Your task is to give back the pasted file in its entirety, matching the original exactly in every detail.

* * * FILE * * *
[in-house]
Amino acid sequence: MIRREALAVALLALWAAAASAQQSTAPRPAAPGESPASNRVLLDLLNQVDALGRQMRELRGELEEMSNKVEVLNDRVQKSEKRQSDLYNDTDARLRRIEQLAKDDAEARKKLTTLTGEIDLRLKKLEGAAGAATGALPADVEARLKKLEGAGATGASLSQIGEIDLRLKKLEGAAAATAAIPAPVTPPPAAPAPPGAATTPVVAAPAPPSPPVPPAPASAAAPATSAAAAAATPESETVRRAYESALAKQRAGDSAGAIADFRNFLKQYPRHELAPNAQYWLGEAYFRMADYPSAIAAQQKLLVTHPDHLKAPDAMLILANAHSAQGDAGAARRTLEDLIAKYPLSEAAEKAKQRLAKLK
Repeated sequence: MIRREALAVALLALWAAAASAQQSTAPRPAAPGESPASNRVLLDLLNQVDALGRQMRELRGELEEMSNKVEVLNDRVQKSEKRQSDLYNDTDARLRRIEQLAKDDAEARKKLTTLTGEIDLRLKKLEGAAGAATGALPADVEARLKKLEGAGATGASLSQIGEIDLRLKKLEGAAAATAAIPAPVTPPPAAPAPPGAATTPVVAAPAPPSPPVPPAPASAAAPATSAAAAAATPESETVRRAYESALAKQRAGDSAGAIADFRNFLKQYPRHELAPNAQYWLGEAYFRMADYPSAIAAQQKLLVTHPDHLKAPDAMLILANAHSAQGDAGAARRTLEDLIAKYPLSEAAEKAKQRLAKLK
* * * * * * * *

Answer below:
[in-house]
Amino acid sequence: MIRREALAVALLALWAAAASAQQSTAPRPAAPGESPASNRVLLDLLNQVDALGRQMRELRGELEEMSNKVEVLNDRVQKSEKRQSDLYNDTDARLRRIEQLAKDDAEARKKLTTLTGEIDLRLKKLEGAAGAATGALPADVEARLKKLEGAGATGASLSQIGEIDLRLKKLEGAAAATAAIPAPVTPPPAAPAPPGAATTPVVAAPAPPSPPVPPAPASAAAPATSAAAAAATPESETVRRAYESALAKQRAGDSAGAIADFRNFLKQYPRHELAPNAQYWLGEAYFRMADYPSAIAAQQKLLVTHPDHLKAPDAMLILANAHSAQGDAGAARRTLEDLIAKYPLSEAAEKAKQRLAKLK
Repeated sequence: MIRREALAVALLALWAAAASAQQSTAPRPAAPGESPASNRVLLDLLNQVDALGRQMRELRGELEEMSNKVEVLNDRVQKSEKRQSDLYNDTDARLRRIEQLAKDDAEARKKLTTLTGEIDLRLKKLEGAAGAATGALPADVEARLKKLEGAGATGASLSQIGEIDLRLKKLEGAAAATAAIPAPVTPPPAAPAPPGAATTPVVAAPAPPSPPVPPAPASAAAPATSAAAAAATPESETVRRAYESALAKQRAGDSAGAIADFRNFLKQYPRHELAPNAQYWLGEAYFRMADYPSAIAAQQKLLVTHPDHLKAPDAMLILANAHSAQGDAGAARRTLEDLIAKYPLSEAAEKAKQRLAKLK